Gerald Vollmer-Heurer has a plan, and Dirk Adol hates it. "It is cheap, it is degrading, it is smelly," says Mr. Adol, who has a plan of his own. "What I propose is something clean, useful and solid." What is the subject of Dirk and Gerald's disagreement?
Send your answer by noon ET Thursday to firstname.lastname@example.org.
Tuesday's Question (No. 244)--"When IRS Eyes Are Smiling":
Fill in the blank on this tax tip from a Washington state IRS collection officer. "If you don't want to pay your taxes today all you have to do is say two magic words: _________ _________."
"Whale meat?"--Michael Fein
"Willie Nelson."--Erin H. Murphy, Kate Wing, and Justin Warner
"Mommy, please."--Bill Scheft
"I commute! (New York Metropolitan-area answer.)"--Andrew Silow-Carroll
"I'm sorry. (No, wait, that's how you get out of accidentally bombing somebody's embassy.)"--Zach Hooker
Click for more answers.
Randy's Tax Reform Wrap-Up
One criticism of our tax system is its use not merely to raise revenue but to encourage social policy, as in the deduction for mortgage interest or charitable contributions. I'd like to suggest that the tax system should go much, much farther down this road, particularly the sales tax. Under my plan, sales taxes would only be not eliminated on certain socially desirable purchases, but also good shoppers would receive an anti-tax, a bonus for their beneficent purchases.
For example, in New York City you're charged an 8 1/4 percent tax when you buy a book. I propose that when you buy a really good book--say, a Patrick O'Brian, he's marvelous!--you'd be paid a 10 percent bonus: Buy a $20 book; receive $2 from the city.
Buy a TV set and you should pay a tax: Your purchase will make you fat and stupid. Buy a TV set that operates only when you pedal a bicycle-powered generator, and you receive a bonus: Your purchase will make you thin and stupid.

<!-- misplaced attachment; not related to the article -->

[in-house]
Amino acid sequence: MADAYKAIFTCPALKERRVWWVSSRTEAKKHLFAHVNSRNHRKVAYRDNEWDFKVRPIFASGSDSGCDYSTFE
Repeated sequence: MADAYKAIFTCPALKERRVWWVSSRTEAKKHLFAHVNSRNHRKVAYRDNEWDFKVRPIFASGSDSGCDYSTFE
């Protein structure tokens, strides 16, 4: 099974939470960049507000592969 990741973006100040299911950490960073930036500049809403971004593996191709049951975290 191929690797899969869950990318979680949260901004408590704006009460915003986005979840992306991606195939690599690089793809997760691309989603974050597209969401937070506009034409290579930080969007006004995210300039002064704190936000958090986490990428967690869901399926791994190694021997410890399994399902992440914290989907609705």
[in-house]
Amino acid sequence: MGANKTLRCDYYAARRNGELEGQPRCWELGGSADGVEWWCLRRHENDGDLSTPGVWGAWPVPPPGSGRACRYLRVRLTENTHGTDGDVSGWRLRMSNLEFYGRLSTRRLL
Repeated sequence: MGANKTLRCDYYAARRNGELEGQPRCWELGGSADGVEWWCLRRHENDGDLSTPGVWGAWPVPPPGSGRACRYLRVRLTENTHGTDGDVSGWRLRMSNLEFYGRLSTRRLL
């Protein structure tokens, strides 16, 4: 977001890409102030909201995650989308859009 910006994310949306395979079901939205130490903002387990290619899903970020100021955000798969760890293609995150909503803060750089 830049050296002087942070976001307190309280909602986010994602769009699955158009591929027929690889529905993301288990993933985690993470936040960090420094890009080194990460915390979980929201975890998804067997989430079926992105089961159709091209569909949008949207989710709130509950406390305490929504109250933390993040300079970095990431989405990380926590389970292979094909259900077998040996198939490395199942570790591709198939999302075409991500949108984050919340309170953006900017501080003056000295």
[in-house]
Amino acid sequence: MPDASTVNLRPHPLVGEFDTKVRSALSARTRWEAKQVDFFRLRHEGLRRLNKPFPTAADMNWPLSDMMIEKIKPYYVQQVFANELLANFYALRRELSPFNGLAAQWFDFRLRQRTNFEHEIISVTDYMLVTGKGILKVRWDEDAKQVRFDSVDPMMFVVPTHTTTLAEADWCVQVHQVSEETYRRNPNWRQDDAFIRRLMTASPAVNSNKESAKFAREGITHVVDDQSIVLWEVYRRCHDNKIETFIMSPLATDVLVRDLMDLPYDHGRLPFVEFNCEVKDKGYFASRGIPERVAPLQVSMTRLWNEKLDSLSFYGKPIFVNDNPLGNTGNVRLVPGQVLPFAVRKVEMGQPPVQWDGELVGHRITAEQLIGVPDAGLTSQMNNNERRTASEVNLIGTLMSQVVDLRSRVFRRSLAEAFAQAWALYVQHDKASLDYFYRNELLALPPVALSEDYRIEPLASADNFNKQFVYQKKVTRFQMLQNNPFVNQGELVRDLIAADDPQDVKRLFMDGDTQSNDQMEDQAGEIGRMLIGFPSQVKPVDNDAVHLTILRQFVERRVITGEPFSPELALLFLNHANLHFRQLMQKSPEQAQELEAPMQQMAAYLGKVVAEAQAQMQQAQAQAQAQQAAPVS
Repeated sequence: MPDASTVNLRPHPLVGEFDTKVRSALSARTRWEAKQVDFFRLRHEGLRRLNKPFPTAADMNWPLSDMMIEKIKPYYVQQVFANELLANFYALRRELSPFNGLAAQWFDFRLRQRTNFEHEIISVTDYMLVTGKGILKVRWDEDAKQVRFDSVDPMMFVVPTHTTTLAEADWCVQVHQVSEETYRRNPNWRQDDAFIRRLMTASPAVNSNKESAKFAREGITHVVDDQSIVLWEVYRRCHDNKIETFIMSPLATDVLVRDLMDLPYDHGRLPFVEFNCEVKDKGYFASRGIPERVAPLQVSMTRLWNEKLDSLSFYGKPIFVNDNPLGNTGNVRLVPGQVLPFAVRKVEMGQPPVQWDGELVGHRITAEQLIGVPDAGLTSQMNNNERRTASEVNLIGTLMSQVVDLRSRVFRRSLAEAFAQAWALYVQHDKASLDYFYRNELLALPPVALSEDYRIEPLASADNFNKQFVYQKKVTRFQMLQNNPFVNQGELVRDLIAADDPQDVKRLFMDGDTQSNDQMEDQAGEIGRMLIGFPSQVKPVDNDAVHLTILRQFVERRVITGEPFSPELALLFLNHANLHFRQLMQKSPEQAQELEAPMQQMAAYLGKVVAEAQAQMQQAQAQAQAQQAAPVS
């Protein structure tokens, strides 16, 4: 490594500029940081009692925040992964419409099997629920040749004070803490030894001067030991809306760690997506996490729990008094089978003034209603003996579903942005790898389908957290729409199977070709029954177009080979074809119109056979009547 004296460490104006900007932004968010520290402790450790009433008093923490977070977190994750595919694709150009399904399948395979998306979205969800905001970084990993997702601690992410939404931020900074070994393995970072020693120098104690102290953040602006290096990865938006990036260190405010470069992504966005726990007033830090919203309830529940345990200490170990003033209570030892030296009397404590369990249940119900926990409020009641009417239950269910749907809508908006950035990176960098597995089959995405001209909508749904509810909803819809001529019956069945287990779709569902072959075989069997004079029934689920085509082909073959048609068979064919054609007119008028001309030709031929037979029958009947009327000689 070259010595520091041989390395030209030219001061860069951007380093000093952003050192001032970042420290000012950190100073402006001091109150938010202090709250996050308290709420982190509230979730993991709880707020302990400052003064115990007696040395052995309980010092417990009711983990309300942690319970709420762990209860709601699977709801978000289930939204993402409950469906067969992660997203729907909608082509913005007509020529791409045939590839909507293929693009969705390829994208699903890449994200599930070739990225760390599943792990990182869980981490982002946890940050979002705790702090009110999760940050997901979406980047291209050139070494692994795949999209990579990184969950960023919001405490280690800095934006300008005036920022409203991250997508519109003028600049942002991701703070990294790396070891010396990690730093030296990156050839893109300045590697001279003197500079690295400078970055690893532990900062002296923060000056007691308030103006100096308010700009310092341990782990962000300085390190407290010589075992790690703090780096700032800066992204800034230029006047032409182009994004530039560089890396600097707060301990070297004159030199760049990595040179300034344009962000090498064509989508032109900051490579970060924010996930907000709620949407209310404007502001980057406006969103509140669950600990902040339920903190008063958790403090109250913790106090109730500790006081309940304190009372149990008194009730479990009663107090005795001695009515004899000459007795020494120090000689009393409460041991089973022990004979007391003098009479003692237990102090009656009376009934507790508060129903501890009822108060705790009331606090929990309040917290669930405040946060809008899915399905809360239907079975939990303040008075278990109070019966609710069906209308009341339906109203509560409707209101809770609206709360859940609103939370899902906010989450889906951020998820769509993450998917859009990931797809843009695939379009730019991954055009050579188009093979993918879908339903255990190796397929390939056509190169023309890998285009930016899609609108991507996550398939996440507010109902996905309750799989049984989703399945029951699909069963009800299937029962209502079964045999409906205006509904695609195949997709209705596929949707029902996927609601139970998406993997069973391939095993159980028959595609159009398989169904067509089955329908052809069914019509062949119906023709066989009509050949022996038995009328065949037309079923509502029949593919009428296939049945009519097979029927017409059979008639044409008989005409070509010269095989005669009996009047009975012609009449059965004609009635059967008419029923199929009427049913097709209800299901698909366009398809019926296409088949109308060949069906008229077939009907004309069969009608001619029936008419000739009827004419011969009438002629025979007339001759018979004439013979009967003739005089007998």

Rent a copy of Seven Samurai, a fine movie, and you get the bonus. Rent Three Ninjas and you pay a tax, but you can check a box that allocates your money to hire a guy to beat the hell out of Jack Valenti.
The question, of course, is who decides which items are taxed and which earn the buyer a bonus. I do. By making these decisions a matter of narrow self-interest, my reform remains within the historical context of the present system, where tax rates are set to benefit the rich and powerful. My system would differ only in benefiting a different self. And what's good for me would no doubt be good for the country.
Bracket Creep Answer
"If you don't want to pay your taxes today all you have to do is say two magic words: installment agreement."
"You just say you want one and even if the terms you propose are ridiculous--like $10 a week when you owe tens of thousands--collection stops while your proposal goes up and down the chain of managers, until 90 days later you are told no. Then you need to say another magic word--harassment--and because of this new law, the collection process stops while your complaint gets reviewed."
This new law is Congress' way to bully the IRS into acting nicer. As a result, seizures of property in lieu of back taxes are down 98 percent this year. Other attempts to get people to pay what they owe are also way down. Many IRS officials say the drop stems from their fear of running afoul of the new niceness laws and getting fired.
Ananda Gupta's Cool American Bible Follow-Up
There is a board game based on the Battle of Armageddon.
- 2 to 3 players.
- Units represent Magog (Russia), the Kings of the East (China), the Western empires (USA and Europe), Israel, and the Arabs.
- The West gets a piece representing the antichrist.
- When you throw the die to resolve a battle and a 6 comes up, an "apocalyptic event"--Euphrates dries up, sky turns blood red interfering with air units, etc.--occurs.
The game is published by the Microgame Co-op, a small operation run by a Canadian named Kerry Anderson. Its raison d'être is to publish board games by unknown designers or on "niche" subjects (they have a board game depicting the struggle between Peru's government and the Sendero Luminoso). Check it out.
Headline Haiku Extra
Sestinas are for sissies. News Quiz participants are still encouraged to attempt this far more demanding verse form:
- Four lines, each with the same number of words; two, three, or four suggested, but it's poet's choice.
- The words in each line must originally appear adjacent to each other in a newspaper headline.
- The headlines must all come from a single edition of a single paper.
Two lyrical examples:
Through a Hot Metaphor
A Series of Missteps
The Boss's Pay Gets
Terms Hard To Swallow
Wall Street Journal, May 18, 1999
To Sell Drugs
The rich and the dead.